Alternate #2: (Worse...but ream out AP servo bolt holes and use
long bolts with locknuts)
- 1 AN3-7A bolt (servo arm to rod bearing)
- 1 AN3-12A bolt (rod bearing to bellcrank)
- 2 AN970-3 area washers
- 2 AN365-1032 locking nuts
- 4 AN960-10 washers
The AN3-6H bolts would be ideal (Actually I think AN3-4H would be perfect myself) to hold the servo onto the bracket.  The reason I said AN3-4H is that you want a bolt with a very small "Grip" section...the threads on the AP servo start right at the surface, so you only get room for enough grip for the bracket and a washer. (About 2 AN960-10 washer thickness total)    As Bob pointed out to me, you could also use fillister head screws.  In Bob's opinion, you'd want something with a drilled head so you could safety wire the screws/bolts in place.  I'm not so sure that's necessary on this mounting.   There are 3 bolts holding the servo, from 2 separate brackets.  If you torque them properly, I'm sure they wouldn't move.  That said, safety wire would make it totally secure.  The problem is, I ordered the fillister head screws from Van's, and got the wrong ones.  I tried to get drilled head bolts from Van's in the right size, but they didn't have them.  I did have spare AN3-4 and 6 bolts though, so I used my -4's for the job.  Who knows, I may swap them for wire-tied bolts later, but I'd like to hear it from TruTrak as to what they require.  It's funny that they don't show ANY hardware on their drawings at all.  Also, their drawings are currently for a Left side RV-7 install, so you have to think in mirror-image terms.    The AN3-7A bolt and AN3-12A bolt are self explanatory, as are the remaining washers and nuts.  See my photos for clarification there.  Also, if you just look at my photos below, you really wouldn't need any drawings.  It's pretty simple.  The hole you drill in the bottom control arm is 2" from the center of the bellcrank pivot point.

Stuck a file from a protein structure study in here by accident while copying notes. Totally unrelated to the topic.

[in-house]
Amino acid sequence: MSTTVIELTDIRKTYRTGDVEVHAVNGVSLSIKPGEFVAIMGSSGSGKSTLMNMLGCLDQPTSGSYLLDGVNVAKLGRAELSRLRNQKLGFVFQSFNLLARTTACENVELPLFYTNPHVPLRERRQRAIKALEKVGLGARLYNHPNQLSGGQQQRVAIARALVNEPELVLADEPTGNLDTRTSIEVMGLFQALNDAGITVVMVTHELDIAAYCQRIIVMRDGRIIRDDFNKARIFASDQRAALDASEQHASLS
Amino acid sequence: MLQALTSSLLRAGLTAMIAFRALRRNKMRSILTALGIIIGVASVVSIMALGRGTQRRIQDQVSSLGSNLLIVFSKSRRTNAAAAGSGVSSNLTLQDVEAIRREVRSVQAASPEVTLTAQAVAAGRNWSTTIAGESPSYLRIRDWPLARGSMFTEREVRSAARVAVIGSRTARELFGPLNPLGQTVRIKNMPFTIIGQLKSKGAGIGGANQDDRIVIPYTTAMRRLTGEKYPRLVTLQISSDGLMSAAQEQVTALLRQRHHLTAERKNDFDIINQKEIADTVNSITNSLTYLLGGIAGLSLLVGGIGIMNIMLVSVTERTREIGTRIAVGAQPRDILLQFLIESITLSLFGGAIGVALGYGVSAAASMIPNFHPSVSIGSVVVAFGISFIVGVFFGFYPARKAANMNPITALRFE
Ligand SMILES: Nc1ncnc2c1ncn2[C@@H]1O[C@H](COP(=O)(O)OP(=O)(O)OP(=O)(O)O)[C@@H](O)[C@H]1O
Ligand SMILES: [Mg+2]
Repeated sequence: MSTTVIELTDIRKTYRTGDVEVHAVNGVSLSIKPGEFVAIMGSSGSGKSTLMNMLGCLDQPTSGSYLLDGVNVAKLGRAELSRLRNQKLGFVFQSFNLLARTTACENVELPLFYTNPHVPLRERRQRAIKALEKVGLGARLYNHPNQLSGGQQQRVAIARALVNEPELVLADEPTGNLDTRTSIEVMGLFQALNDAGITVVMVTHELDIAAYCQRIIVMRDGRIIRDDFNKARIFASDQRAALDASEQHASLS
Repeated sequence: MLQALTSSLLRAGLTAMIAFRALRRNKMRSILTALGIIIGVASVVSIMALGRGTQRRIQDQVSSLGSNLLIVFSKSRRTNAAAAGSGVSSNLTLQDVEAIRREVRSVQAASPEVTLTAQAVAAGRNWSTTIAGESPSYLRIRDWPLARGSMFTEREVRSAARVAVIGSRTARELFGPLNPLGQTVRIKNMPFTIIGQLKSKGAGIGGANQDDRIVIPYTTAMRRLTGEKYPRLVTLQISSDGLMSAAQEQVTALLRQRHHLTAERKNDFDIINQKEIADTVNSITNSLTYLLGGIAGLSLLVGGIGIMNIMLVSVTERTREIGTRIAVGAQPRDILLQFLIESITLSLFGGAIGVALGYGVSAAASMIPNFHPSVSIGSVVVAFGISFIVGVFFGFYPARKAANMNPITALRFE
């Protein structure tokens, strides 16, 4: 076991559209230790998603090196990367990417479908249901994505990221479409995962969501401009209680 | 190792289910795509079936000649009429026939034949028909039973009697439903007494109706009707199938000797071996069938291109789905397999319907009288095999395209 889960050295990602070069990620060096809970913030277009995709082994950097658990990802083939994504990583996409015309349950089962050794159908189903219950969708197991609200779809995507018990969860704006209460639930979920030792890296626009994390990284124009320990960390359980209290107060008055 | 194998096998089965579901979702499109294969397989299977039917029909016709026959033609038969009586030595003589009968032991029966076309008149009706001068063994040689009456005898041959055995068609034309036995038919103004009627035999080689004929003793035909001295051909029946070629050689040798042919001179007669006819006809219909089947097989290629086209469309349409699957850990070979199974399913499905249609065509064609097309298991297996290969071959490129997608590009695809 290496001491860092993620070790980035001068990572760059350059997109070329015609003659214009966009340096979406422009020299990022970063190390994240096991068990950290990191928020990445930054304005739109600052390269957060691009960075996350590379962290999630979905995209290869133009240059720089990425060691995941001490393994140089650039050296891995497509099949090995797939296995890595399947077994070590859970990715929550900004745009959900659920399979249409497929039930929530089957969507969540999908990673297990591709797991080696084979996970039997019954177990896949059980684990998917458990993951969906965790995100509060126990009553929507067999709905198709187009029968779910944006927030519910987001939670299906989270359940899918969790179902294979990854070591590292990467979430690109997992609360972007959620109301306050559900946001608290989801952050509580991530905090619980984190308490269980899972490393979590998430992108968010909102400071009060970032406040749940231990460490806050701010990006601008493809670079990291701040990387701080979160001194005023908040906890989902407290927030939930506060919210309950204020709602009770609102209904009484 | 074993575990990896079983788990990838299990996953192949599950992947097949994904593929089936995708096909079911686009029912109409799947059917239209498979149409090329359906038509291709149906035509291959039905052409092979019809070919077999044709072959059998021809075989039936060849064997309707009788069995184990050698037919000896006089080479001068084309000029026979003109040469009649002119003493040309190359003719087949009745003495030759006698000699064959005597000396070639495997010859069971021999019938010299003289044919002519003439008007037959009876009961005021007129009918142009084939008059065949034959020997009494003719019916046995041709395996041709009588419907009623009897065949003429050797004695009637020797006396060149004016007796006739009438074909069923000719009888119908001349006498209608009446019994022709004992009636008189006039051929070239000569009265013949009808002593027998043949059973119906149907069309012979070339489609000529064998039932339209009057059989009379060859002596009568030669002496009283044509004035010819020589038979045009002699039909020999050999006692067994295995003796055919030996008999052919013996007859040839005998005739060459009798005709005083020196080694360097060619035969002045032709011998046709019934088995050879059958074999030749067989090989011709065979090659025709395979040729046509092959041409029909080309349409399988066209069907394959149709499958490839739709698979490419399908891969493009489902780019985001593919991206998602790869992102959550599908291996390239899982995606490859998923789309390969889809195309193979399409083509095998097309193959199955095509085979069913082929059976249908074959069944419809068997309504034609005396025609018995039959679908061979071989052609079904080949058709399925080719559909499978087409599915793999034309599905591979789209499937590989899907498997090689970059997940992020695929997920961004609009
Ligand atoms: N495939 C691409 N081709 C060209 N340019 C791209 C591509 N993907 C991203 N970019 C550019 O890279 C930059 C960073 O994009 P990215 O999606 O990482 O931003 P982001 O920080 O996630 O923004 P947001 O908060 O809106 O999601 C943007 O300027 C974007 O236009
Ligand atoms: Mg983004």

Most of the steps in this section were very straightforward, but I did find that you REALLy want to read ahead a page or so before you do any step.  You'll save yourself re-doing things.  Also, read in detail.  An example is:  If you look CAREFULLY, you'll see that when you bolt the aileron control tube to the torque tube brackets, you need to use 2 washers...even though the diagram shows only 1.  (It does note 2 though)  I had to pull mine apart and add the washer.  You also want to pay VERY much attention when drilling for the "clocking" of the the torque tube collars for both fore and aft controls arms.  There are 2 drawings, one for the right and one for the left.  Make sure you know which one you're doing....and don't do them the same. (I didn't mess this up)   Also, when setting the clocking, you need a 5/16" spacer.  I found that the little piece of tubing that you cut in the earlier pages worked PERFECTLY for this.